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5. References AIUM 1993. Bioeffects and Safety of Diagnostic Ultrasound. AIUM, 11200 Rockville Pike, Suite 205, Rockville, Maryland 20852-3139, USA. AIUM 2008. American Institute of Ultrasound in Medicine Consensus Report on Potential Bioeffects of Diagnostic Ultrasound. J Ultrasound Med; 27:503515. Apfel R.E., Holland K.H. 1991. Gauging the likelihood of cavitation from short pulse low duty cycle diagnostic ultrasound. Ultrasound Med & Biol; 17:179-185. ECURS, 1994. Guidelines for the safe use of extracorporeal shock-wave lithotripsy (ESWL) devices. European J. Ultrasound; 3: 315-6. Herman B.A., Harris G.R. 1999. Theoretical study of steady-state temperature rise within the eye due to ultrasound insonation. IEEE Transactions on Ultrasonics, Ferroelectrics and Frequency Control: 46: 1566-1574. IEC 2007. IEC 60601-2-37 Ed. 2.0: Medical electrical equipment - Part 2-37: Particular requirements for the basic safety and essential performance of ultrasonic medical diagnostic and monitoring equipment. International Electrotechnical Commission, Geneva, ISBN 2-8318-9266-X. Jago J.R, Henderson J, Whittingham TA , Mitchell G. 1999, A comparison of AIUM/NEMA Thermal Indices with calculated temperature rises for a simple third trimester pregnancy tissue model. Ultrasound in Med. & Biol.: 25: 623-628. Miller D.L., Gies R.A. 1998. Gas-body-based contrast agent enhances vascular bioeffects of 1.09 MHz ultrasound on mouse intestine. Ultrasound in Med. & Biol; 24: 1201-1208. Miller M.W., Ziskin M.C. 1989. Biological consequences of hyperthermia. Ultrasound Med & Biol; 15:707-722. Shaw A, Pay N. M. ,Preston R.C. 1998 Assessment of the likely thermal index values for pulsed Doppler ultrasonic equipment - Stages II and III: experimental assessment of scanner/transducer combinations. NPL Report CMAM 12, April 1998. National Physical Laboratory, Teddington. UK Skyba D.M., Price R.J., Linka A.Z., et al. 1998. Microbubble destruction by ultrasound results in capillary rupture: adverse bioeffects or a possible mechanism for in vivo drug delivery? J Am. Soc. Echocardiology; 11: 497. ter Haar G, Duck F, Starritt H, Daniels S. 1989. Biophysical characterisation of diagnostic ultrasound equipment - preliminary results. Phys Med Biol; 34:1533-1542 ter Haar G, Duck FA (eds). 2000. The Safe Use of Ultrasound in Medical Diagnosis, BMUS/BIR, London. WFUMB 1998. Conclusions and Recommendations on Thermal and Non-thermal Mechanisms for Biological Effects. Ultrasound in Med. & Biol; 24: Supplement 1, xv-xvi.

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Appendix I Graphical representation of the recommended exposure times at different index values for different applications, as listed in Tables 1 & 2, is presented below. It is hoped these figures may serve as useful easy reference during scanning sessions:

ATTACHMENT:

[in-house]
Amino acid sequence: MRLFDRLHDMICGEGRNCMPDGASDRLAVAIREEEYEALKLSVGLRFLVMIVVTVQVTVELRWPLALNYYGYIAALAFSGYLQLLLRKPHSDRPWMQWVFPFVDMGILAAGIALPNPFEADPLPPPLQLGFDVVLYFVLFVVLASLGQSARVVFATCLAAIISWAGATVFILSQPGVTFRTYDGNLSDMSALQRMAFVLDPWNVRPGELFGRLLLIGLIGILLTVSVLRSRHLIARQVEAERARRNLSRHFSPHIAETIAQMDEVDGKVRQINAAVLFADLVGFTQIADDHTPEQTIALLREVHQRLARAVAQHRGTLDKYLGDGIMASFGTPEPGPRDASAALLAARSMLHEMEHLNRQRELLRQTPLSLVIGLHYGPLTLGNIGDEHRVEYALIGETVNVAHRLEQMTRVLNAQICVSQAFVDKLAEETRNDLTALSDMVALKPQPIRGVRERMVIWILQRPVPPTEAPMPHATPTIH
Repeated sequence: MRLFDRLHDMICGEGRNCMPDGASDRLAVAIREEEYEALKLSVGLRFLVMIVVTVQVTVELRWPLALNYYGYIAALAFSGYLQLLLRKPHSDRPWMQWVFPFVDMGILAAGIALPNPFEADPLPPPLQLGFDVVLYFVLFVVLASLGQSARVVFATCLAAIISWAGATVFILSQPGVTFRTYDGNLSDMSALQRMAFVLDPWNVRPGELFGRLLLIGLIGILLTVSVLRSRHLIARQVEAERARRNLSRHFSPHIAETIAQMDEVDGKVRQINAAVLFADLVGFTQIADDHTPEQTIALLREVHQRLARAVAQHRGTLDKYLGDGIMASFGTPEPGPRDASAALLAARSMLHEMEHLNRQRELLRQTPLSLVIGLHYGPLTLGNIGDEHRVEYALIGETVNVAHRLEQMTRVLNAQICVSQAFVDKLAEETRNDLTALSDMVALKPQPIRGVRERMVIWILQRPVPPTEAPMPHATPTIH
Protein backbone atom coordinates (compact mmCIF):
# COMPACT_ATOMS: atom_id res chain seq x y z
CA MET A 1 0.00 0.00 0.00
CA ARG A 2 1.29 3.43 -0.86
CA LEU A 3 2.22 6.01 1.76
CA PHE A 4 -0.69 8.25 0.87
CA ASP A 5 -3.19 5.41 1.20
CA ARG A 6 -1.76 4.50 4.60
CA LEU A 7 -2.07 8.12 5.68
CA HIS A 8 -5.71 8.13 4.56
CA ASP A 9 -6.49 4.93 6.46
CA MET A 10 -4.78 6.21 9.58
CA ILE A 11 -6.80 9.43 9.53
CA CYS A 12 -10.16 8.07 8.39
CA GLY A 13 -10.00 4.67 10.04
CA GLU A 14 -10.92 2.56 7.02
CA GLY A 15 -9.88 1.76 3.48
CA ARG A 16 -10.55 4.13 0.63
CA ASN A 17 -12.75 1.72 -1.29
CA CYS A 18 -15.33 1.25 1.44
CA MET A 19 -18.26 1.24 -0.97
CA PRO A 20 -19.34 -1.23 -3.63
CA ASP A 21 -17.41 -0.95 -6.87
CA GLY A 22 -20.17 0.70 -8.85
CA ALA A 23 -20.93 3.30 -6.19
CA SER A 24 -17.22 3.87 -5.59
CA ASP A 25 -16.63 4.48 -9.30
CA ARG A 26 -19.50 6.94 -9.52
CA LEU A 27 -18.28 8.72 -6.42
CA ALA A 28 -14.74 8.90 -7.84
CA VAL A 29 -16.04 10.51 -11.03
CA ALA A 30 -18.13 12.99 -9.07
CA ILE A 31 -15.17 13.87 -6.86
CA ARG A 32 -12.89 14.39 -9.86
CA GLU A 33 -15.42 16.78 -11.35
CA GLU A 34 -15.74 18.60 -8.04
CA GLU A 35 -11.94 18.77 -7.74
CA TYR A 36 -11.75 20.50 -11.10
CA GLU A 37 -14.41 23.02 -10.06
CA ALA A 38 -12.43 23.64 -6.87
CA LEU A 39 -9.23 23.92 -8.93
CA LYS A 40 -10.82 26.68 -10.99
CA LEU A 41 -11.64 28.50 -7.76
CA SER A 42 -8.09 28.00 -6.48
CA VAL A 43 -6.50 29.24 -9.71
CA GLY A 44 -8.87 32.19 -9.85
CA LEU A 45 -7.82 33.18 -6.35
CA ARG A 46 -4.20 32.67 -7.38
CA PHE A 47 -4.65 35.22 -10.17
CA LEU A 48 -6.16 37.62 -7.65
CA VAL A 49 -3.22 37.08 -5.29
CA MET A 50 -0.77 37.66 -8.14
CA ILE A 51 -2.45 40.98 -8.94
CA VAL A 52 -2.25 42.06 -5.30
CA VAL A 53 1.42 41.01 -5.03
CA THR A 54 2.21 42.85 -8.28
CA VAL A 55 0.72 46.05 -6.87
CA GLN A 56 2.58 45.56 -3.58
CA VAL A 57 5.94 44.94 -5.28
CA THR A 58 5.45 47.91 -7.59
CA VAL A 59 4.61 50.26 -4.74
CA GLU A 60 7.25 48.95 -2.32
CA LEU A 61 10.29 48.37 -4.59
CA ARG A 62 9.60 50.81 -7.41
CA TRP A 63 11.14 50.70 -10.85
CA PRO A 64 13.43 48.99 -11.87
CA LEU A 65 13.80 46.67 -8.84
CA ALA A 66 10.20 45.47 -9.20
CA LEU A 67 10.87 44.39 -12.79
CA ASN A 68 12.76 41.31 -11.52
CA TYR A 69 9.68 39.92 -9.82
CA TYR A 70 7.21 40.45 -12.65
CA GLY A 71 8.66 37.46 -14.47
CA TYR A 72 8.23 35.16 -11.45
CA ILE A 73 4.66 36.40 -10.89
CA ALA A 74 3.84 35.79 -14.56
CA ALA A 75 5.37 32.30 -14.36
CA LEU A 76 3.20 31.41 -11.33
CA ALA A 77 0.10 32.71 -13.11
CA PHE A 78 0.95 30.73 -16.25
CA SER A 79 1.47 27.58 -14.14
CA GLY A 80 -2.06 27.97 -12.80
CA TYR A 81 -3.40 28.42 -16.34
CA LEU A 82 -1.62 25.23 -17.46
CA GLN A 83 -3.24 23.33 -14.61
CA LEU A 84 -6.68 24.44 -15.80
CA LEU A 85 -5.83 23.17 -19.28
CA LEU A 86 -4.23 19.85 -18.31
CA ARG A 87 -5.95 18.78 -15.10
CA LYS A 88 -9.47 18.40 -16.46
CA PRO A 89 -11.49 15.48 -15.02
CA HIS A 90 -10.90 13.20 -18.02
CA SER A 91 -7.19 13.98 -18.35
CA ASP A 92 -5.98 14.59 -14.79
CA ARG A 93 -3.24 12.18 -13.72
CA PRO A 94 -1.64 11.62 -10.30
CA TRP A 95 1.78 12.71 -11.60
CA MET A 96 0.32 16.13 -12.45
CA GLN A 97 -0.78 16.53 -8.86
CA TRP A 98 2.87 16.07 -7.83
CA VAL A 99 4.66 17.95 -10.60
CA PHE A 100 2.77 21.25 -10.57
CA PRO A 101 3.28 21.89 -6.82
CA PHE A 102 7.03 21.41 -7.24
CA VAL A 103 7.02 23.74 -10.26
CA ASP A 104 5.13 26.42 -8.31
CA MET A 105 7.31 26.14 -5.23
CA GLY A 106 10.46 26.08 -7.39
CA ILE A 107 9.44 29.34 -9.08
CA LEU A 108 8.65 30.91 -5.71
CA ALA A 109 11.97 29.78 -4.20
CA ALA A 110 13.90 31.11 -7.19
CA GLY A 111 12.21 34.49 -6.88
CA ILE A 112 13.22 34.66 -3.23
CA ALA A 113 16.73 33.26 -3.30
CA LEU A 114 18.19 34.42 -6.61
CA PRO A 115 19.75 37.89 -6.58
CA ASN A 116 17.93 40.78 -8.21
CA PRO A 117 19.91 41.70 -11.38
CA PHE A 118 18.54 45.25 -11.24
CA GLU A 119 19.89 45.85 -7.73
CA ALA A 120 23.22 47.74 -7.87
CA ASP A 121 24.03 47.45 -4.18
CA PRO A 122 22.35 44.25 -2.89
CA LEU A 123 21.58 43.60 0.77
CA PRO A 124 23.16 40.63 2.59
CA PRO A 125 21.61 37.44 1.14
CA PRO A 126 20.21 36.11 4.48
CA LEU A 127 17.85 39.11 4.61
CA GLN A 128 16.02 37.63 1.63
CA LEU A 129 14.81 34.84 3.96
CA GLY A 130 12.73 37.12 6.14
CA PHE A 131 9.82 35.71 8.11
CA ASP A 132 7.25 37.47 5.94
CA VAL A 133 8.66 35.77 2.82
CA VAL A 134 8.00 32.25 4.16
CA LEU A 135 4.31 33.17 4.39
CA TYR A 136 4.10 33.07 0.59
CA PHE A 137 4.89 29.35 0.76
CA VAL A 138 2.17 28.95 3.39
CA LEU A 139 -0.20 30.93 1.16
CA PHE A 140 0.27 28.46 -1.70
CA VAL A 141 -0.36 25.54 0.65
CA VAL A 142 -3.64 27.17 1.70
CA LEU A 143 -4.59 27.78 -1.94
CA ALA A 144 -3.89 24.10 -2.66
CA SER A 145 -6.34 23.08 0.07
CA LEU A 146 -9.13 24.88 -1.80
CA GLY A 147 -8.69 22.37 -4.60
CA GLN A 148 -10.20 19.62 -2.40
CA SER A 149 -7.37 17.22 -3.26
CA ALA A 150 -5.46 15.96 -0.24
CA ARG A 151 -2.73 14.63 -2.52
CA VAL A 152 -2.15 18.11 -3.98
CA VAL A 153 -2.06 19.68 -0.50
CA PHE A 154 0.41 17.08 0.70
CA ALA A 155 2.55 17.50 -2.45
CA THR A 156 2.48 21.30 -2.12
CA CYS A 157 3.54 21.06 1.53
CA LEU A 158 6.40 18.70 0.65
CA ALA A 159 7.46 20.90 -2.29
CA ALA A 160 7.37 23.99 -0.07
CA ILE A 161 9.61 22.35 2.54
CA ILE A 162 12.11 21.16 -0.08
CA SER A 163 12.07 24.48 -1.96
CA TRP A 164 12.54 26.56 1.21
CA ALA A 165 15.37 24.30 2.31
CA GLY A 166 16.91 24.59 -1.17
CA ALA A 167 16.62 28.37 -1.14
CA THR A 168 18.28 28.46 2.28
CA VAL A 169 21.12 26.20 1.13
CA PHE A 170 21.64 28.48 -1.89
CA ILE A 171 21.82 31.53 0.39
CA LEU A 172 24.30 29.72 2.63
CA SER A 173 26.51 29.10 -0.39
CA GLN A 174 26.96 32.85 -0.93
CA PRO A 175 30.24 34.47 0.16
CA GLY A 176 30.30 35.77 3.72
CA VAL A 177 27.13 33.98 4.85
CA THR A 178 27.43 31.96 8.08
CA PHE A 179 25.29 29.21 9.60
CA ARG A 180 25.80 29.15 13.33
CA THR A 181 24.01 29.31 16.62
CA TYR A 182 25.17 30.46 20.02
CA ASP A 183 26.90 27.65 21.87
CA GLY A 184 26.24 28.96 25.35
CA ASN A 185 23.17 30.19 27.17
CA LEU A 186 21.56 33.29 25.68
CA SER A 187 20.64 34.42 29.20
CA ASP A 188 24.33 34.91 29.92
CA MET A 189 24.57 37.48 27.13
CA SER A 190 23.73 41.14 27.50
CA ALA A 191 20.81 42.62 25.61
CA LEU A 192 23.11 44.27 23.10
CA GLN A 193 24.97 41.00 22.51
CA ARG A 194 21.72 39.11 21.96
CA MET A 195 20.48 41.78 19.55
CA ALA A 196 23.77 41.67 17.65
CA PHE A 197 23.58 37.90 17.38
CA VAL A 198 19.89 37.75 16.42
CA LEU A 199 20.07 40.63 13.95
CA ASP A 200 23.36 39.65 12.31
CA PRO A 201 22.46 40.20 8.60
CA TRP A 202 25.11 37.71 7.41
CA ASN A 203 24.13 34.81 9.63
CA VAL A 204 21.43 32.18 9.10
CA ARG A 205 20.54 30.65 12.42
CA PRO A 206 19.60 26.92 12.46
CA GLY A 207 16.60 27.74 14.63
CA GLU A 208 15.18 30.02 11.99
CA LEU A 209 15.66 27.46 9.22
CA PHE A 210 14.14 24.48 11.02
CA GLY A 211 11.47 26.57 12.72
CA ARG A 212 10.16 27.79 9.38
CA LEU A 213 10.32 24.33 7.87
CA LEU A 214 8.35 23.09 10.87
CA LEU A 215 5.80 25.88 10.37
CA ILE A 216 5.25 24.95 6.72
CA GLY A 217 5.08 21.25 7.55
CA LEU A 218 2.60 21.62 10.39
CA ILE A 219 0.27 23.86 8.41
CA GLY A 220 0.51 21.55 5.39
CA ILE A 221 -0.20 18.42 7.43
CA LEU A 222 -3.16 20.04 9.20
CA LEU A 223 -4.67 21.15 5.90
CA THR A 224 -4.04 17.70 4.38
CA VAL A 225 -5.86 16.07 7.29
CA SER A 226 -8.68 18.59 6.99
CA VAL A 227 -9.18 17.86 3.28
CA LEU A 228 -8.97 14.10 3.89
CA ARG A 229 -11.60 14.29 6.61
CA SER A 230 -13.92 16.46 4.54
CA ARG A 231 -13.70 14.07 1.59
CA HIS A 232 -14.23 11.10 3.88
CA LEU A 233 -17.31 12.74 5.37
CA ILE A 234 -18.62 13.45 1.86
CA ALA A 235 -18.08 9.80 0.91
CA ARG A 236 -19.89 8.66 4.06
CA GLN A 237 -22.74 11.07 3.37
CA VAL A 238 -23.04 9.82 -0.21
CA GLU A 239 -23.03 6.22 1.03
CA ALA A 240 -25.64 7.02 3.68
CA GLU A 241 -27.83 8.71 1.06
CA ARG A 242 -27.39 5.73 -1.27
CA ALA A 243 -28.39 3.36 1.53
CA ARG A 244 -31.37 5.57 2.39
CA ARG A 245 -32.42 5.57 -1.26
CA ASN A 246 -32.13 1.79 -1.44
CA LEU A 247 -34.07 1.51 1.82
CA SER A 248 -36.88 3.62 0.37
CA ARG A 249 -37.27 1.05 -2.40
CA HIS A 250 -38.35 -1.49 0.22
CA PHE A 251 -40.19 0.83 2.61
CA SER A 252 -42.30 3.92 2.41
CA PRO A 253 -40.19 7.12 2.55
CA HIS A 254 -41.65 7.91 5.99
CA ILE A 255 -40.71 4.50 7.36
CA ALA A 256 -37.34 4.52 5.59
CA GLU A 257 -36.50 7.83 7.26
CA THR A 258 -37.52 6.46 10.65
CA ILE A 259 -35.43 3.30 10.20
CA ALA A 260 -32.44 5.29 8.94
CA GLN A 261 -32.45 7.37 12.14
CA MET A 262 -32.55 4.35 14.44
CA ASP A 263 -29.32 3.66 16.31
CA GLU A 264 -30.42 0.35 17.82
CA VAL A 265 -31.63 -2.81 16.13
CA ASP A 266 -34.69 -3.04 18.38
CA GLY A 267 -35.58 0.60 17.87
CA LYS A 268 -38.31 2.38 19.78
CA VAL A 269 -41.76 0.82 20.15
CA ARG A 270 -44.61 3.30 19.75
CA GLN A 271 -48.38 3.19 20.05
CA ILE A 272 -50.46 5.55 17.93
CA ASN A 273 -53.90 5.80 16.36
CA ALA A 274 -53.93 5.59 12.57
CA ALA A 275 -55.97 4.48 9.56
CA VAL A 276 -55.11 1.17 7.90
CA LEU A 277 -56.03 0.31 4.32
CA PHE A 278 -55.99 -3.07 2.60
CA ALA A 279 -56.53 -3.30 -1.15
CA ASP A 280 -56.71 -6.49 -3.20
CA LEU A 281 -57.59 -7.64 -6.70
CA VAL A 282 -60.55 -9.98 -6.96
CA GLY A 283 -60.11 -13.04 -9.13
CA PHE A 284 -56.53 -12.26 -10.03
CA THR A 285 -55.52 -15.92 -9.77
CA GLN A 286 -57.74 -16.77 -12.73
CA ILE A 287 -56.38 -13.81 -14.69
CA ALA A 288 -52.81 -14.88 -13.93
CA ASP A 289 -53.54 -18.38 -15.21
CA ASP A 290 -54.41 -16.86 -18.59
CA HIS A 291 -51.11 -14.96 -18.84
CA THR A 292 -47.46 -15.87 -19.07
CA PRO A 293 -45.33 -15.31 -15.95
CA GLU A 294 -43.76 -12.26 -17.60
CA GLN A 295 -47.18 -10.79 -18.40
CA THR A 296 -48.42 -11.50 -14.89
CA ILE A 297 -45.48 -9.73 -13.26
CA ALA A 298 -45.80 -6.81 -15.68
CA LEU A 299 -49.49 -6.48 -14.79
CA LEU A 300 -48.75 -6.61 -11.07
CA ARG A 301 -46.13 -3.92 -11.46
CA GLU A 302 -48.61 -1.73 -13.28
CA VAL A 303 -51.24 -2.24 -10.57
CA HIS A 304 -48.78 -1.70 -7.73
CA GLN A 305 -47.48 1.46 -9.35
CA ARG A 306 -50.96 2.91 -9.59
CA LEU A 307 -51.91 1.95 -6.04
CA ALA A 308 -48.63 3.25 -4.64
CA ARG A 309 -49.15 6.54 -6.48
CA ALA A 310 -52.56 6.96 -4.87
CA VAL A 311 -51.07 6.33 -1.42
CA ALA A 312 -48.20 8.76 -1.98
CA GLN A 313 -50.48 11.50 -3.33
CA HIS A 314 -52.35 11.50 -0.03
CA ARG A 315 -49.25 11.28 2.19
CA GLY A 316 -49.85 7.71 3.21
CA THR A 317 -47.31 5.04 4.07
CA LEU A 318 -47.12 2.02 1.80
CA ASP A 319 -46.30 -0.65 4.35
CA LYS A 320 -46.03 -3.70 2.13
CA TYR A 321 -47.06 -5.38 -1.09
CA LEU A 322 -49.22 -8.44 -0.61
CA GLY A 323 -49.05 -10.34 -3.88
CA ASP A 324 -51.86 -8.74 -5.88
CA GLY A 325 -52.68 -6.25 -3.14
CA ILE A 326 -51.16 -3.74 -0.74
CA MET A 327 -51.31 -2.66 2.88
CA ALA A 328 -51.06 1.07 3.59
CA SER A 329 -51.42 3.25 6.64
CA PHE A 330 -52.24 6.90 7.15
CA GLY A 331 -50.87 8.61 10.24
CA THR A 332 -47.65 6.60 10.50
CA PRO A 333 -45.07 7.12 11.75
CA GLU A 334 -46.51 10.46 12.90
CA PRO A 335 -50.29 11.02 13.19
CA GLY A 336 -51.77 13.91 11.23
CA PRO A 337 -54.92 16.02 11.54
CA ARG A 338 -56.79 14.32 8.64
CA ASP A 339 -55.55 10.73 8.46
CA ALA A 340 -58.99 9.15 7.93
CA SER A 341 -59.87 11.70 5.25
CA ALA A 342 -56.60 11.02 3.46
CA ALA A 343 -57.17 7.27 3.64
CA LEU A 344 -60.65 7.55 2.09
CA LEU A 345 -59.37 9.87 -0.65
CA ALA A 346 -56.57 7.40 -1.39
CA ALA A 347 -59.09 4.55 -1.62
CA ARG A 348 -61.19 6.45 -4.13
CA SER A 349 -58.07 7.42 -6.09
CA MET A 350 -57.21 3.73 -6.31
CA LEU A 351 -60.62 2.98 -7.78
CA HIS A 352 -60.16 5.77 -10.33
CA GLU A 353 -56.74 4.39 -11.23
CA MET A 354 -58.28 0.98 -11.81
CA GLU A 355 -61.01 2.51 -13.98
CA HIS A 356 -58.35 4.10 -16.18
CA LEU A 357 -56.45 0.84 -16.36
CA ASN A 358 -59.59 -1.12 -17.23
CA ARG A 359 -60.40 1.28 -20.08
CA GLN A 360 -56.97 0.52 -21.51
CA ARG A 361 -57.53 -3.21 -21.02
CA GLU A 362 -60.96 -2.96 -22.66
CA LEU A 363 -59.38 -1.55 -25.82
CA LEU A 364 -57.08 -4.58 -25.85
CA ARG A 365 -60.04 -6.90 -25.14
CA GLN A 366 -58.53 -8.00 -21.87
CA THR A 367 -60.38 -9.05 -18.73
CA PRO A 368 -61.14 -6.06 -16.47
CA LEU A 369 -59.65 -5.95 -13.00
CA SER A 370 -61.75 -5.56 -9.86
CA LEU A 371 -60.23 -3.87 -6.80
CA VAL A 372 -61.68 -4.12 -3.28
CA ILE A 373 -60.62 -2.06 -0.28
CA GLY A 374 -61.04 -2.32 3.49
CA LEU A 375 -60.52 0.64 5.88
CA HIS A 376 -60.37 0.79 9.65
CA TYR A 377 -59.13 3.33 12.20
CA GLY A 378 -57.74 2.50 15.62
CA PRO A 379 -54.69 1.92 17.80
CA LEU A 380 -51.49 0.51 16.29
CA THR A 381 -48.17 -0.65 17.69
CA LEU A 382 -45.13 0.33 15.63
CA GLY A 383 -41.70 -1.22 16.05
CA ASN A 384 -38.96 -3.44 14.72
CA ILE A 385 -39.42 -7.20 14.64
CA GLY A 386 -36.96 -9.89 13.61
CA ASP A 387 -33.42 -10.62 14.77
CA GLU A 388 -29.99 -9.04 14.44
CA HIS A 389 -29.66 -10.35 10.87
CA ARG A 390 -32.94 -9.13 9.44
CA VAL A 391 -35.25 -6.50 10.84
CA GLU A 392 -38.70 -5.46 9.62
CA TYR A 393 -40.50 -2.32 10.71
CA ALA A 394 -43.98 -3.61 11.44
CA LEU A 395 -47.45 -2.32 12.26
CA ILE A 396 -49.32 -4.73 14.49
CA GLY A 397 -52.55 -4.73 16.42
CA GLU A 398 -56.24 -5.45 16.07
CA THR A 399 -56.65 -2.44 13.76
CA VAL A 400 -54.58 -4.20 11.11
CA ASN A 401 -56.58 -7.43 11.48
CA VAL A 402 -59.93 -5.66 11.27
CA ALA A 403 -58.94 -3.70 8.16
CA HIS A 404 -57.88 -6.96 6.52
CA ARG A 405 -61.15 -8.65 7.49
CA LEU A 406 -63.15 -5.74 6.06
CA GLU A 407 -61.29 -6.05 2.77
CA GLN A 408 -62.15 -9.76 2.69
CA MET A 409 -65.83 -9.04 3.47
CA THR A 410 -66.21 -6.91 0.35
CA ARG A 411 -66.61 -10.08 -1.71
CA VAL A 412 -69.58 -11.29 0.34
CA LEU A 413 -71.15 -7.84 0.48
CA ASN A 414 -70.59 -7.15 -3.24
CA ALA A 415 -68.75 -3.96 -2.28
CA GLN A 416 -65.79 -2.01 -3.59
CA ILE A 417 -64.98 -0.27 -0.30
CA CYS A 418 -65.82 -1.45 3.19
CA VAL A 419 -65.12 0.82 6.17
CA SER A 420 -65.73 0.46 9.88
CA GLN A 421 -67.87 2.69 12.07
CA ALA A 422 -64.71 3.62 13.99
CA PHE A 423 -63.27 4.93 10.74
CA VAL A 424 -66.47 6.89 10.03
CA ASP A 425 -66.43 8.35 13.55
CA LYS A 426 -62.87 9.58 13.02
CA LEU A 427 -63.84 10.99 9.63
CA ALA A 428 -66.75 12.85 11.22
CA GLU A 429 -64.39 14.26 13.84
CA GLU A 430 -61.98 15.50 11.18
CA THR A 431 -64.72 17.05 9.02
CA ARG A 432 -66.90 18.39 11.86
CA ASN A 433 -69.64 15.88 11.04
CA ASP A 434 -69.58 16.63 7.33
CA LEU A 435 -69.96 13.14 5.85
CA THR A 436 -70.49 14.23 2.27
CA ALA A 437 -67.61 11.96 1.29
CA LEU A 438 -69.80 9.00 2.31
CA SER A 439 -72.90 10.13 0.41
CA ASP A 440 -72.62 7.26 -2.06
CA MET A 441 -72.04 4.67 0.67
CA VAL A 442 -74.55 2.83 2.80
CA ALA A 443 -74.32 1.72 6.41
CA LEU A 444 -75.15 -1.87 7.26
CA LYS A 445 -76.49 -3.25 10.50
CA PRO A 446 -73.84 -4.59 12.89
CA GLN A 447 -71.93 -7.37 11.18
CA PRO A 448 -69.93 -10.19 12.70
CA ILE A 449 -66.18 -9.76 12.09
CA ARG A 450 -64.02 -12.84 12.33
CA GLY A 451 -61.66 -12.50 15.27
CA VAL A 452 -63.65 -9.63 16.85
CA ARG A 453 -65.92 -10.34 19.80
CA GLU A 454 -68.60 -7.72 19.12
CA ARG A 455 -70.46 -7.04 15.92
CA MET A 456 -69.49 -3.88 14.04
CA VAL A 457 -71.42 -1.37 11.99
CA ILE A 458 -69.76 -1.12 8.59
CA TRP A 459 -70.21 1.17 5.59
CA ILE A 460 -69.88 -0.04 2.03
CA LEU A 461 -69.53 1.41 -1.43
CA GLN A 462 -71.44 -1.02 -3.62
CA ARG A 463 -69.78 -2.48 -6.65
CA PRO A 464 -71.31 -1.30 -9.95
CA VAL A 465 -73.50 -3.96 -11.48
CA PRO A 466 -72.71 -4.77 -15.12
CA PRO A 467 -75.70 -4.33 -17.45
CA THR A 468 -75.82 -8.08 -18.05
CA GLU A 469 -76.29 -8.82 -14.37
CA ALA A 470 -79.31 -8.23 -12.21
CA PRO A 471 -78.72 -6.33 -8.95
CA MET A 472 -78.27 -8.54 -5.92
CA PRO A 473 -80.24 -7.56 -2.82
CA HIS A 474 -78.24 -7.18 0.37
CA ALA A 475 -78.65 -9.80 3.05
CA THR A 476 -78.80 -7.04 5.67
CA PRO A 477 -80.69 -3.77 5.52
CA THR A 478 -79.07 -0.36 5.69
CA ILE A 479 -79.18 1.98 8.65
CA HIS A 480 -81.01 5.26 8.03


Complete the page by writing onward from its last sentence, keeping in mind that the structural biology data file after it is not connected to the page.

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OBSTETRIC SCANNING THERMAL INDEX


0 0.5 1.0 1.5 2.0 2.5 3.0

0.7
RECOMMENDED RANGE PROVIDED ADEQUATE IMAGES CAN BE OBTAINED
(especially in 1st trimester)

< 60 mins

< 30 mins

< 15 mins

<4 mins

<1 min

Unlimited time Observe ALARA

Recommended scanning time limits for these TIs (observe ALARA)

NOT RECOMMENDED for OB scanning

Monitor TIS up to 10 weeks post-LMP, TIB thereafter.

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NEONATAL trans-cranial & spinal SCANNING THERMAL INDEX


0 0.5 1.0 1.5 2.0 2.5 3.0

0.7
RECOMMENDED RANGE PROVIDED ADEQUATE IMAGES CAN BE OBTAINED Unlimited time Observe ALARA

< 60 mins

< 30 mins

< 15 mins

<4 mins

<1 min

Recommended scanning time limits for these TIs (observe ALARA)

NOT RECOMMENDED for Scanning of Central nervous system

Monitor TIC. MI>0.7 should be used with caution in the presence of contrast agents

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NEONATAL general & cardiac SCANNING THERMAL INDEX


0 0.5 1.0 1.5 2.0 2.5 3.0 3.5 4.0 4.5 5.0 6.0

RECOMMENDED RANGE PROVIDED ADEQUATE IMAGES CAN BE OBTAINED Unlimited time Observe ALARA

< 120 mins

< 60 mins

< 15 mins

<4 mins

< 1 min

< 15s

<5s

Recommended scanning time limits for these TIs (observe ALARA)

Monitor TIB. Use of TIB>6 is not recommended. MI>0.7 should be used with caution in the presence of contrast agents

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ADULT trans-cranial SCANNING THERMAL INDEX


0 0.5 1.0 1.5 2.0 2.5 3.0

RECOMMENDED RANGE PROVIDED ADEQUATE IMAGES CAN BE OBTAINED Unlimited time Observe ALARA

< 30 mins

< 15 mins

<4 mins

<1 min

NOT
RECOMMENDED

Recommended scanning time limits for these TIs (observe ALARA)

Monitor TIC. Use of TIC>3 is not recommended. MI>0.7 should be used with caution in the presence of contrast agents

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GENERAL ABDOMINAL, PERIPHERAL VASCULAR and other SCANNING (excluding the eye) THERMAL INDEX
0 0.5 1.0 1.5 2.0 2.5 3.0 3.5 4.0 4.5 5.0

RECOMMENDED RANGE PROVIDED ADEQUATE IMAGES CAN BE OBTAINED Unlimited time Observe ALARA

< 120 mins

< 60 mins

< 15 mins

<4 mins

< 1 min

< 15s

<5s <5s

Recommended scanning time limits for these TIs (observe ALARA)

Monitor TIB, or TIC if bone closer than 1 cm; TIS if no bone is in image. Use of TI>6 is not recommended MI>0.7 should be used with caution in the presence of contrast agents